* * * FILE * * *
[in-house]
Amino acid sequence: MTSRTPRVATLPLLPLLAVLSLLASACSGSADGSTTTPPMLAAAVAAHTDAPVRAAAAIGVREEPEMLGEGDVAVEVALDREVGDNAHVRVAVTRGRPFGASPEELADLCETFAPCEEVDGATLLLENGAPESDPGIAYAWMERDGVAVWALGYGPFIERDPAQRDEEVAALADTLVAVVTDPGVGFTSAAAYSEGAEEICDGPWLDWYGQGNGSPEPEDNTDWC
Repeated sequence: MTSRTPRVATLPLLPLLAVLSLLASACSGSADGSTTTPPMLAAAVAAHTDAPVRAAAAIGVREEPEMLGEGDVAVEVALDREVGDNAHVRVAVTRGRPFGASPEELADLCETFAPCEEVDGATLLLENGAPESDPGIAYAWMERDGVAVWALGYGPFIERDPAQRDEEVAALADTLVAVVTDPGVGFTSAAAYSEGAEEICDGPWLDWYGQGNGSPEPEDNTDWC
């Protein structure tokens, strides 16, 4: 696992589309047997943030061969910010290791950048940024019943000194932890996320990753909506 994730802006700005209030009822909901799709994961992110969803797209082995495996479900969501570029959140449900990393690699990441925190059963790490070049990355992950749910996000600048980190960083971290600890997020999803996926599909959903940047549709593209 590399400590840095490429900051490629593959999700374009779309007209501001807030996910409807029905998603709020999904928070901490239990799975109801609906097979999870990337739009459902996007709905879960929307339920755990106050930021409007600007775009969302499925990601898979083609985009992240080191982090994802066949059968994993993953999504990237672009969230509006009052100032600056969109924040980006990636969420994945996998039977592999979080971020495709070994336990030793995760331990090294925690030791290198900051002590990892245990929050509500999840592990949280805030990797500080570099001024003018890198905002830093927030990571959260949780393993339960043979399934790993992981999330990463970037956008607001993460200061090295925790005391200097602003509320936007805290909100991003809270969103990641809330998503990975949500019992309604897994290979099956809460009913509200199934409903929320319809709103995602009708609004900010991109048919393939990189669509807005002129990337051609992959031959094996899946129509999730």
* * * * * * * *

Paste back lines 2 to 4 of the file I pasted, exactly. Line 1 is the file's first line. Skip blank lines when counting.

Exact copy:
Amino acid sequence: MTSRTPRVATLPLLPLLAVLSLLASACSGSADGSTTTPPMLAAAVAAHTDAPVRAAAAIGVREEPEMLGEGDVAVEVALDREVGDNAHVRVAVTRGRPFGASPEELADLCETFAPCEEVDGATLLLENGAPESDPGIAYAWMERDGVAVWALGYGPFIERDPAQRDEEVAALADTLVAVVTDPGVGFTSAAAYSEGAEEICDGPWLDWYGQGNGSPEPEDNTDWC
Repeated sequence: MTSRTPRVATLPLLPLLAVLSLLASACSGSADGSTTTPPMLAAAVAAHTDAPVRAAAAIGVREEPEMLGEGDVAVEVALDREVGDNAHVRVAVTRGRPFGASPEELADLCETFAPCEEVDGATLLLENGAPESDPGIAYAWMERDGVAVWALGYGPFIERDPAQRDEEVAALADTLVAVVTDPGVGFTSAAAYSEGAEEICDGPWLDWYGQGNGSPEPEDNTDWC
């Protein structure tokens, strides 16, 4: 696992589309047997943030061969910010290791950048940024019943000194932890996320990753909506 994730802006700005209030009822909901799709994961992110969803797209082995495996479900969501570029959140449900990393690699990441925190059963790490070049990355992950749910996000600048980190960083971290600890997020999803996926599909959903940047549709593209 590399400590840095490429900051490629593959999700374009779309007209501001807030996910409807029905998603709020999904928070901490239990799975109801609906097979999870990337739009459902996007709905879960929307339920755990106050930021409007600007775009969302499925990601898979083609985009992240080191982090994802066949059968994993993953999504990237672009969230509006009052100032600056969109924040980006990636969420994945996998039977592999979080971020495709070994336990030793995760331990090294925690030791290198900051002590990892245990929050509500999840592990949280805030990797500080570099001024003018890198905002830093927030990571959260949780393993339960043979399934790993992981999330990463970037956008607001993460200061090295925790005391200097602003509320936007805290909100991003809270969103990641809330998503990975949500019992309604897994290979099956809460009913509200199934409903929320319809709103995602009708609004900010991109048919393939990189669509807005002129990337051609992959031959094996899946129509999730």